• 24/07/2024

Council of Financial Regulators closely watching housing market for financial stress

Richard Gluyas| The Australian| 23 June 2022


The Council of Financial Regulators is keeping a close eye on emerging risks in the housing market, amid rising pressure on household budgets from banks passing on Reserve Bank rate hikes to their customers.

The CFR, which had its regular quarterly meeting of the four main financial regulators on Monday, also warned about the impact on borrowing capacity.

“The council will be closely monitoring the effects of rising interest rates on the household sector,” it said in a statement on Thursday.

“Members emphasised the additional resilience provided by the substantial housing equity and payment buffers built up by households since the onset of the pandemic.”

The main issues discussed at the annual meeting of regulators were de-banking and developments related to crypto assets.

Advice was expected to be provided to the new Labor Government in August on how risk aversion by banks to certain sectors could be addressed, along with ways to improve transparency about banks’ decision-making processes.

The meeting also discussed recent crypto developments, including the crash in flagship crypto assets like bitcoin, which has slumped from a high of $US60,000 to less than $US20,000.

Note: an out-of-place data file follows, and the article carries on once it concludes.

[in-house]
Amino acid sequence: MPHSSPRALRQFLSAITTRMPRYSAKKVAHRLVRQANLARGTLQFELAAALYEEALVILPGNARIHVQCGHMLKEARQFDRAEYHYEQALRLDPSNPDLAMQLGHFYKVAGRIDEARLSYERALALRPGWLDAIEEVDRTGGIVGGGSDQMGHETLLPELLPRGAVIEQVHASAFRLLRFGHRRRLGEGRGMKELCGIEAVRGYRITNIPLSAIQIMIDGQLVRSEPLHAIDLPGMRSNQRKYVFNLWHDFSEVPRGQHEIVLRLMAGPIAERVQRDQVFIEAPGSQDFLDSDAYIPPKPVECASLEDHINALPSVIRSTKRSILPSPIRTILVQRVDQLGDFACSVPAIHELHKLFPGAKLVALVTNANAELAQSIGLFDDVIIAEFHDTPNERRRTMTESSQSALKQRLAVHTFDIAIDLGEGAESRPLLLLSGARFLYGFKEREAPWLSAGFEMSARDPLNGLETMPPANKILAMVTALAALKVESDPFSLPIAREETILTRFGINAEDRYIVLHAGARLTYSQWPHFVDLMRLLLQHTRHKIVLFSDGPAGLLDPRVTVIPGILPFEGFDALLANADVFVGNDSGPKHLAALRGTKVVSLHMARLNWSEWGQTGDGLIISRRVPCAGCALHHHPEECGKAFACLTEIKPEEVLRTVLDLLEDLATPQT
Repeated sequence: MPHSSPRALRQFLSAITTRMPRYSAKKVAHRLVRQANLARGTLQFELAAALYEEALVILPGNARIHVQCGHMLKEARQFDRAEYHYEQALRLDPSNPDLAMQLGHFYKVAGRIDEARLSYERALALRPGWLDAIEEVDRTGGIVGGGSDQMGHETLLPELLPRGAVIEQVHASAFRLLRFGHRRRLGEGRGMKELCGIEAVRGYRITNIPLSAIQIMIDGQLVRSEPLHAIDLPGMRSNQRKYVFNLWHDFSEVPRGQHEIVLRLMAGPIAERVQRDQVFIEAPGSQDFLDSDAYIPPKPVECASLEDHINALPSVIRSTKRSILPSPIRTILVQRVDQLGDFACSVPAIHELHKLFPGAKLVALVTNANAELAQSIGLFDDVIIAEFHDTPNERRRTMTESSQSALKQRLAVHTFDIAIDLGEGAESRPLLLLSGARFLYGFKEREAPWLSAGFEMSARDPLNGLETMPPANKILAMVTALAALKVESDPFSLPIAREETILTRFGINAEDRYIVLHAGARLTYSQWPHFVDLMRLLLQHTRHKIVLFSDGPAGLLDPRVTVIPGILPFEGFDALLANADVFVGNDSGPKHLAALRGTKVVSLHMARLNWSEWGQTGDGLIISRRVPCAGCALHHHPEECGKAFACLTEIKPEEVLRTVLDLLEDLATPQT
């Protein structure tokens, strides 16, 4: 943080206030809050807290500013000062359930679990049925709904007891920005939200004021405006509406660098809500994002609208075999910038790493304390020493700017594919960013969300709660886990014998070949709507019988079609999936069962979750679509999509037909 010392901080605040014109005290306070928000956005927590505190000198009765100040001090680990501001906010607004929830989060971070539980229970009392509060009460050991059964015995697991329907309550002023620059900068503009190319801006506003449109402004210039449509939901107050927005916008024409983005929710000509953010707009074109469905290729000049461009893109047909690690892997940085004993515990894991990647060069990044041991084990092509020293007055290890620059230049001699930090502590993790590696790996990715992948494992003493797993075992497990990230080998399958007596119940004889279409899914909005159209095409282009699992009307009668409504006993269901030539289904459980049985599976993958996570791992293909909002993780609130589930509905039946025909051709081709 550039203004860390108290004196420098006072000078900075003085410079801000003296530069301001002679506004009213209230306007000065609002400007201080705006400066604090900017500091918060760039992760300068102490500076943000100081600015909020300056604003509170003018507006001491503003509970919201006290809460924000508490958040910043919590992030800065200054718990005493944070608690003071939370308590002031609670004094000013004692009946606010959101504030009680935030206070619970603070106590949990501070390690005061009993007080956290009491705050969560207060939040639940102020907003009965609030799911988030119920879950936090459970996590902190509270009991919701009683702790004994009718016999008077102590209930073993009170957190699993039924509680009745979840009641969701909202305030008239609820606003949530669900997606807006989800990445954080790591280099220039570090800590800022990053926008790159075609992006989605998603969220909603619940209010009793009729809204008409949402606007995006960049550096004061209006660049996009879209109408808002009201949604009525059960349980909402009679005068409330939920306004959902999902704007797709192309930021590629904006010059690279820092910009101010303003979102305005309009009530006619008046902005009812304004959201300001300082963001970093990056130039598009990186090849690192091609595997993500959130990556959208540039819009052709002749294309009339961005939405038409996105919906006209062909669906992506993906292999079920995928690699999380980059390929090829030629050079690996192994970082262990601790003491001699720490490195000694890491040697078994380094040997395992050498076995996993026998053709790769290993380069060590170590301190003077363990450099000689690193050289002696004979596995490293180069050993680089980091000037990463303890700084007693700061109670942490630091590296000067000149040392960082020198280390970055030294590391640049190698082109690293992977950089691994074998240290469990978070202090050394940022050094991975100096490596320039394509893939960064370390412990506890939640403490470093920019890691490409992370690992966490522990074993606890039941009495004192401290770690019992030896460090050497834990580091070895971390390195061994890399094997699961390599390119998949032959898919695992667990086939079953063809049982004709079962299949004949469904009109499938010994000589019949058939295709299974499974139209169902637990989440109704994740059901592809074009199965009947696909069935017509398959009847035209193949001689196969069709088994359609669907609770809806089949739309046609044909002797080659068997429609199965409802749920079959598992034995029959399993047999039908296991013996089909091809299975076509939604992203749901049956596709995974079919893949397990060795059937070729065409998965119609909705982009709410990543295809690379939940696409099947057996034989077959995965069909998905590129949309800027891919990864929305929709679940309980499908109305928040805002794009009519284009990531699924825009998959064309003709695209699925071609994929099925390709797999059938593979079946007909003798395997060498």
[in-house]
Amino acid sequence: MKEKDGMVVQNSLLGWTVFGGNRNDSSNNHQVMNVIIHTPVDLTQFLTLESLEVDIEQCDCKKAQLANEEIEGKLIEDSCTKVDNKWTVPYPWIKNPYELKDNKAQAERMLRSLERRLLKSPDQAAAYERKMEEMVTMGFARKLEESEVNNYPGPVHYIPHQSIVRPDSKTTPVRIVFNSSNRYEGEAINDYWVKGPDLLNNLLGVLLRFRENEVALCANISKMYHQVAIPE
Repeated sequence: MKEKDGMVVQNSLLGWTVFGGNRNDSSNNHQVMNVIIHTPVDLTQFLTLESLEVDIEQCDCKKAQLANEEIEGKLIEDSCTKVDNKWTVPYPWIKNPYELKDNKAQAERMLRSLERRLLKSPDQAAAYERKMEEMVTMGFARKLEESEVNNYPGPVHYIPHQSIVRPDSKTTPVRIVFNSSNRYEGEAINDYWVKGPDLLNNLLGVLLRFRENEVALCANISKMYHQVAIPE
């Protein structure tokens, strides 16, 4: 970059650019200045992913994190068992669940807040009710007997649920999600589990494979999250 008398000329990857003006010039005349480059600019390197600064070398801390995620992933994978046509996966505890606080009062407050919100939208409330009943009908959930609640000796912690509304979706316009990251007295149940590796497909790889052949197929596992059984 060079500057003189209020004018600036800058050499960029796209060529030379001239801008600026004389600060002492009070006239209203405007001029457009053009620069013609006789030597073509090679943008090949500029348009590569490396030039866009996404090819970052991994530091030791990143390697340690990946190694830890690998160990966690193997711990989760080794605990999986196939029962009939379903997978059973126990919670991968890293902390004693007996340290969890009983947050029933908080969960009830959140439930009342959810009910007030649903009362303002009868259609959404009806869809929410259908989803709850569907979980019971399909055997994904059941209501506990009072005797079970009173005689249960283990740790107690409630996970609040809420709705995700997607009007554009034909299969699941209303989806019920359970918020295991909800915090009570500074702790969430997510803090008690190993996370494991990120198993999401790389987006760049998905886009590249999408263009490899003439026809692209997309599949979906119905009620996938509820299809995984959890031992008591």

“Participants agreed on the importance of a robust regulatory framework to protect investors and guard against potential financial stability risks,” the CFR said.

“The meeting also discussed the increased interest by industry participants in the issuance of Australian dollar stablecoins and the regulatory implications.”

A sold property in McMahons Point in Sydney as the RBA lifts interest rates in a bid to curb inflation. Picture: Brendon Thorne/Getty Images
A sold property in McMahons Point in Sydney as the RBA lifts interest rates in a bid to curb inflation. Picture: Brendon Thorne/Getty Images

After a prolonged period of near-zero interest rates due to emergency Covid-19 settings, the RBA lifted the cash rate by 75 basis points to 0.85 per cent in its last two board meetings in May and June.

Like other central banks, the RBA is trying to flatten inflation, which governor Philip Lowe has said was likely to peak at about seven per cent by the end of the year.

Dr Lowe has forecast the cash rate could increase to 2.5 per cent before inflation starts to settle back into the RBA’s target range of 2-3 per cent.

The council, comprising the RBA, the Australian Securities & Investments Commission, the Australian Prudential Regulation Authority and Treasury, said housing indicators suggested that activity in the major cities in recent months.

Housing price growth nationally had slowed, although housing lending was “only just starting to ease”.

The meeting also discussed pass-through of RBA cash-rate increases to deposit rates.

It was noted that, given the cash rate was still at a low level, there had been much less pass-through to deposit rates than to lending rates so far.

It was agreed the CFR would continue to monitor pass-through closely.

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